Attentiveness to timing is arguably one of the most integral aspects of drumming. I am fascinated by the seemingly limitless number of ways one can shift timing to produce a completely different “feel,” whether one is playing a particular style of music, a specific song, or even a few notes in a single measure that differs in an unexpected way from the reliably consistent pulse holding a song together.
To play the bodhran, an Irish percussion instrument, the basic rhythm that continues throughout the song is a “triplet” which is what is sounds like- a “ONE-two-three ONE-two-three” cyclic, pattern. There can be variations; sometimes extra hits are thrown in an instant before or after one of the three main hits, or rolls, or slight changes in speed; but one always returns to the same constant, circular, gently swinging rhythm.
A different effect is produced by the timing of the drums in Scottish bagpipe and drum music; there is still a partial lilting, almost relaxed feel that comes from the “off-beat” hits, which is caused by slight hesitations in the middle of a measure. However, each hit on the beat is usually staccato, (more clipped,) and the sharp sound of these notes which terminates the even buzz of the rolls gives a sense of finality after every interval of a few seconds.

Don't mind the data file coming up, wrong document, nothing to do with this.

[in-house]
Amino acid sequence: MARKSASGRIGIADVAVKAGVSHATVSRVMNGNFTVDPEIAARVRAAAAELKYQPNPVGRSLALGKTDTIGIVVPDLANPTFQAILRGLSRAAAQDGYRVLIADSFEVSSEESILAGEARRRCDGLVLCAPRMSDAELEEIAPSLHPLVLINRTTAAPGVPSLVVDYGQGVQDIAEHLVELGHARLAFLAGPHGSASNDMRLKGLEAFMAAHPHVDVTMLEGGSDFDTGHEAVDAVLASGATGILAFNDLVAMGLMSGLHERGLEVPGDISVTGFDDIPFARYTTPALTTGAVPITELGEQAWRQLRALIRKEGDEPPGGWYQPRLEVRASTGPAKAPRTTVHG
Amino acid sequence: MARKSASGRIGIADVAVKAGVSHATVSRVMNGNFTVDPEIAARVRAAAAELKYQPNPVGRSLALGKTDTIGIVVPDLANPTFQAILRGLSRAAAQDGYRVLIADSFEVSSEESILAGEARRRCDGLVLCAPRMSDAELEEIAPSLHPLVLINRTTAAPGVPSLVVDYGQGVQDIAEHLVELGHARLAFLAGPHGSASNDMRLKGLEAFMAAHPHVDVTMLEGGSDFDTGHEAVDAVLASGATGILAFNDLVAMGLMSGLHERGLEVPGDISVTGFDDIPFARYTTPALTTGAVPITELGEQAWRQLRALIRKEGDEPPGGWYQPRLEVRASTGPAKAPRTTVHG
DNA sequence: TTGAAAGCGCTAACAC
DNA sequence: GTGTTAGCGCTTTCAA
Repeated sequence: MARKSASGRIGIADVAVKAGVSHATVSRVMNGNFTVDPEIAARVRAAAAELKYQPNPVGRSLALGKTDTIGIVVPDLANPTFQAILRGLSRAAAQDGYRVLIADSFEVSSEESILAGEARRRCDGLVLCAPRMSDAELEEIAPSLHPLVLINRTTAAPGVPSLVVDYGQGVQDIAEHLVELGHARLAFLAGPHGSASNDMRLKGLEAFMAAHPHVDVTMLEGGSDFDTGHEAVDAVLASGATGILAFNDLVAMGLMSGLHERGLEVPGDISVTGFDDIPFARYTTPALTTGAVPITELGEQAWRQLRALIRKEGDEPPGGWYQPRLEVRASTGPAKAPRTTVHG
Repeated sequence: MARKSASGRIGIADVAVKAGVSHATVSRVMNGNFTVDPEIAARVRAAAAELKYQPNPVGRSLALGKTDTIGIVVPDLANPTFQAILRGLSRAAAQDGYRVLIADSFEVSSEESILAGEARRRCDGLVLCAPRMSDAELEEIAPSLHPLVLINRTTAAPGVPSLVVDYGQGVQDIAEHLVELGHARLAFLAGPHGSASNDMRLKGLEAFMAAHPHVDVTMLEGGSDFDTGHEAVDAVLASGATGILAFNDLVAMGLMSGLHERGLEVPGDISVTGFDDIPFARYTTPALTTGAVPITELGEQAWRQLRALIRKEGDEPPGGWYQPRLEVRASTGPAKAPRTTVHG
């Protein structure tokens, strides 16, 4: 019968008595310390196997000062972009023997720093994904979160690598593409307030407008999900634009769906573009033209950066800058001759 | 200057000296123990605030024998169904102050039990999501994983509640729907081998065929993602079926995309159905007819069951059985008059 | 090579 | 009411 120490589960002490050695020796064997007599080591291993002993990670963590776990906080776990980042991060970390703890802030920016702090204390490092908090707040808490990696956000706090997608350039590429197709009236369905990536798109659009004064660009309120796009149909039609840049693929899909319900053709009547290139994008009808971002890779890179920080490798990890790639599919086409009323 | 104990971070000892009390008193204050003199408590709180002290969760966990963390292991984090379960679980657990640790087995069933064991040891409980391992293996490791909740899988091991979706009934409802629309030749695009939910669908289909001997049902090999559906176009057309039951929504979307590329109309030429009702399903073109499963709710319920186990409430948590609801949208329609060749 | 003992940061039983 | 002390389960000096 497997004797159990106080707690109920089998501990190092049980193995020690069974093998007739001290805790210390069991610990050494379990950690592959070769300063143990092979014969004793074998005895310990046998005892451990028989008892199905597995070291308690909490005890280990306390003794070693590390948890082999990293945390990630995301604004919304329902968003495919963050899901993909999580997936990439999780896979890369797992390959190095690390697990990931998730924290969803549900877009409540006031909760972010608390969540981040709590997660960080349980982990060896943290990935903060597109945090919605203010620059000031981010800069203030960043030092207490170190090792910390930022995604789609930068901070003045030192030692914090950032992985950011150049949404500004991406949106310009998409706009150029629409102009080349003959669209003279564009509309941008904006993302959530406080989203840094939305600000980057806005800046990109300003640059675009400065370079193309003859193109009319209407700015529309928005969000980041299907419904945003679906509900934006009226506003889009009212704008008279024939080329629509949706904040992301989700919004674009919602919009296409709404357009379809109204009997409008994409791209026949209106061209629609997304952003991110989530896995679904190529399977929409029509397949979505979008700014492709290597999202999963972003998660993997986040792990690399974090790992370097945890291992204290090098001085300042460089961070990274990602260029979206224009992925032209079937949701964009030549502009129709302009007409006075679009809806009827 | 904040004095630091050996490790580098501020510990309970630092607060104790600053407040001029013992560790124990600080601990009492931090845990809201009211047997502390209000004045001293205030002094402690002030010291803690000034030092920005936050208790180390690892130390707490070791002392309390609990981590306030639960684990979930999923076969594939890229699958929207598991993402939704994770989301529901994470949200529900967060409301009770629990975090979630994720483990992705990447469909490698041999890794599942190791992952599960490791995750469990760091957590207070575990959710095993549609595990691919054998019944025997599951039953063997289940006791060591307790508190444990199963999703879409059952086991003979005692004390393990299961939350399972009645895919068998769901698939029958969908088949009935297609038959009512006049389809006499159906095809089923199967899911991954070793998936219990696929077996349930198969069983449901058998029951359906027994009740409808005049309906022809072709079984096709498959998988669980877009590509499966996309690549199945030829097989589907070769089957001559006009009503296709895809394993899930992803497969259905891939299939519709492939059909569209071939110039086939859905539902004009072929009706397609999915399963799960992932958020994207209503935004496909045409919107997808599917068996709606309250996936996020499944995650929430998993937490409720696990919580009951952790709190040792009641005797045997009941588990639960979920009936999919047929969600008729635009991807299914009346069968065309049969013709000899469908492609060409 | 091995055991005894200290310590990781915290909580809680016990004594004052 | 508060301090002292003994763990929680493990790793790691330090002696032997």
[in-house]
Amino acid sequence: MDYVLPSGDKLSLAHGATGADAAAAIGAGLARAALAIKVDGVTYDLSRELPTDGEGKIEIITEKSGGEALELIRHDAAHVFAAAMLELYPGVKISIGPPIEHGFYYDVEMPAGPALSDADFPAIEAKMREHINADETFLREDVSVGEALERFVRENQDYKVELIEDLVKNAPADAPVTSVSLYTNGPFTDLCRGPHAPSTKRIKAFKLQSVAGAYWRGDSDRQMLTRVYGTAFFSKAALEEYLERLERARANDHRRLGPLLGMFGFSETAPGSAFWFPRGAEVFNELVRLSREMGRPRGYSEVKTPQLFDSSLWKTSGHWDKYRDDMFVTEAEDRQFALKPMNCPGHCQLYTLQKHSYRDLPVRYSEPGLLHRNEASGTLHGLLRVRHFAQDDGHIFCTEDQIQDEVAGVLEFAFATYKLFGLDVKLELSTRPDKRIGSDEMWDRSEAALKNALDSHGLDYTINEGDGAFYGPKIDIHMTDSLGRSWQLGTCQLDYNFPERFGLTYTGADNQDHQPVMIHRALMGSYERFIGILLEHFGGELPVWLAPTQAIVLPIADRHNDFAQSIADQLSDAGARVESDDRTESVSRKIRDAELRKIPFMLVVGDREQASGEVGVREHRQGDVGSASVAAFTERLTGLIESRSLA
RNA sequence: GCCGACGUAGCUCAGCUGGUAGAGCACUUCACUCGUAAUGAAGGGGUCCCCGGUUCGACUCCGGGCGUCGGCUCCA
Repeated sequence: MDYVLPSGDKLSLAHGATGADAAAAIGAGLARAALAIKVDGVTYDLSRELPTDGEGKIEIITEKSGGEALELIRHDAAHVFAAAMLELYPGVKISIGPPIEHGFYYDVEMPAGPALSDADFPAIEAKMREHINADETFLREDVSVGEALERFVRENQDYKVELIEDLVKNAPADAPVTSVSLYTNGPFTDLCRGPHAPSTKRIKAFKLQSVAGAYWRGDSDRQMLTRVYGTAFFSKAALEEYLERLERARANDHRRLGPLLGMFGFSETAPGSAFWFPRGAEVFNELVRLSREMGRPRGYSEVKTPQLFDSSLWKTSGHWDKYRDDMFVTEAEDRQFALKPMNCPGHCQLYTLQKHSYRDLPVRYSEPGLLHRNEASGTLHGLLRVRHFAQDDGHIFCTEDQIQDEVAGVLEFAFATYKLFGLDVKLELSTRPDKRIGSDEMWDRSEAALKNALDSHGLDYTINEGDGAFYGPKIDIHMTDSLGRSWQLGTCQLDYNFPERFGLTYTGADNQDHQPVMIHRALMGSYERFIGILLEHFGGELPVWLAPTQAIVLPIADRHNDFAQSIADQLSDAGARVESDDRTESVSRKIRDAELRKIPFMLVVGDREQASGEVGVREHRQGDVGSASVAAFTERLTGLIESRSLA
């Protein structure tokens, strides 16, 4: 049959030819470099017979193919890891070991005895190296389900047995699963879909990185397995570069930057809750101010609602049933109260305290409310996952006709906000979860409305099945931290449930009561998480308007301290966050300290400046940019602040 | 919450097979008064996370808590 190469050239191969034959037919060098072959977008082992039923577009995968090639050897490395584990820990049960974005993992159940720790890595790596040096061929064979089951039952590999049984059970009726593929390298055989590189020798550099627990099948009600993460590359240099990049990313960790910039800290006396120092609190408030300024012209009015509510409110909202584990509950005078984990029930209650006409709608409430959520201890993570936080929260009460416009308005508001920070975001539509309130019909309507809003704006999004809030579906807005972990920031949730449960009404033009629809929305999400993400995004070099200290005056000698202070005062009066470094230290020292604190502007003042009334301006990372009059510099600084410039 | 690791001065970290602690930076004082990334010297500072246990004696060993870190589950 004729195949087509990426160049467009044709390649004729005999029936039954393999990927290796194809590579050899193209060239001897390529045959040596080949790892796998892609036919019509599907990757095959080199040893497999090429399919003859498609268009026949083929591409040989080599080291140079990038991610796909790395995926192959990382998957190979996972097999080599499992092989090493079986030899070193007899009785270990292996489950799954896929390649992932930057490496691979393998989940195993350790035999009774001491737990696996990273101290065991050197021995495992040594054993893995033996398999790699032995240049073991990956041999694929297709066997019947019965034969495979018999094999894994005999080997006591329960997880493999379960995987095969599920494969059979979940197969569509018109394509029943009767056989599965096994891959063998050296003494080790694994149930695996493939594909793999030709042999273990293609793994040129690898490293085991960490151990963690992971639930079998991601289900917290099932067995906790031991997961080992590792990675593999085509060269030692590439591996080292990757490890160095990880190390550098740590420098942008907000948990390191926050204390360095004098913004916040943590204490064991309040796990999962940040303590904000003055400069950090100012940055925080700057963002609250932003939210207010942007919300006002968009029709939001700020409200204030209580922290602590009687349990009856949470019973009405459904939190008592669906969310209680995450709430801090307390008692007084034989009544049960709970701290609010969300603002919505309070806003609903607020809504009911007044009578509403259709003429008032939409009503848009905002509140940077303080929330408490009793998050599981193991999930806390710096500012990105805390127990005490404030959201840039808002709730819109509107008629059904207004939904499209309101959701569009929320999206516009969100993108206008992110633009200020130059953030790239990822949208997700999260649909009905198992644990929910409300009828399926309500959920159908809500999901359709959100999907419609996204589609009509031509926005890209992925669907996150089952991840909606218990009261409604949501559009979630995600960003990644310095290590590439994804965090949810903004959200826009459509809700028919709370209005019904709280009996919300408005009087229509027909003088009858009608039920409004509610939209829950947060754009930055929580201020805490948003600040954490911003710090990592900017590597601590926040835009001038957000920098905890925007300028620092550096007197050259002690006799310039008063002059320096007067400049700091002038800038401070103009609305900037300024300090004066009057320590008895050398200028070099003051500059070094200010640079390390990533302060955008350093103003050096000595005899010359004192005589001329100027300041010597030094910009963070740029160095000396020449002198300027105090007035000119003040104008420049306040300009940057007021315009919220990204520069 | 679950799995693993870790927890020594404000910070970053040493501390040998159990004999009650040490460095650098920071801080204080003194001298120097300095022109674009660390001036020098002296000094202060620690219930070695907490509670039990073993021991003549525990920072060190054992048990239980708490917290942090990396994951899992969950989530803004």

If measure after measure played on the bodhran could be drawn on a timeline, it would look like a continually looping line; in contrast, measures played in a Scottish band would appear more like squares placed adjacent to each other and spaced evenly apart. Each of these rhythms is so distinctive and specific to its respective style of music that if I played a typical bodhran rhythm on a drum set, or even a ‘pipe and drum music rhythm on a triangle, one would be able to identify the style that it corresponds to.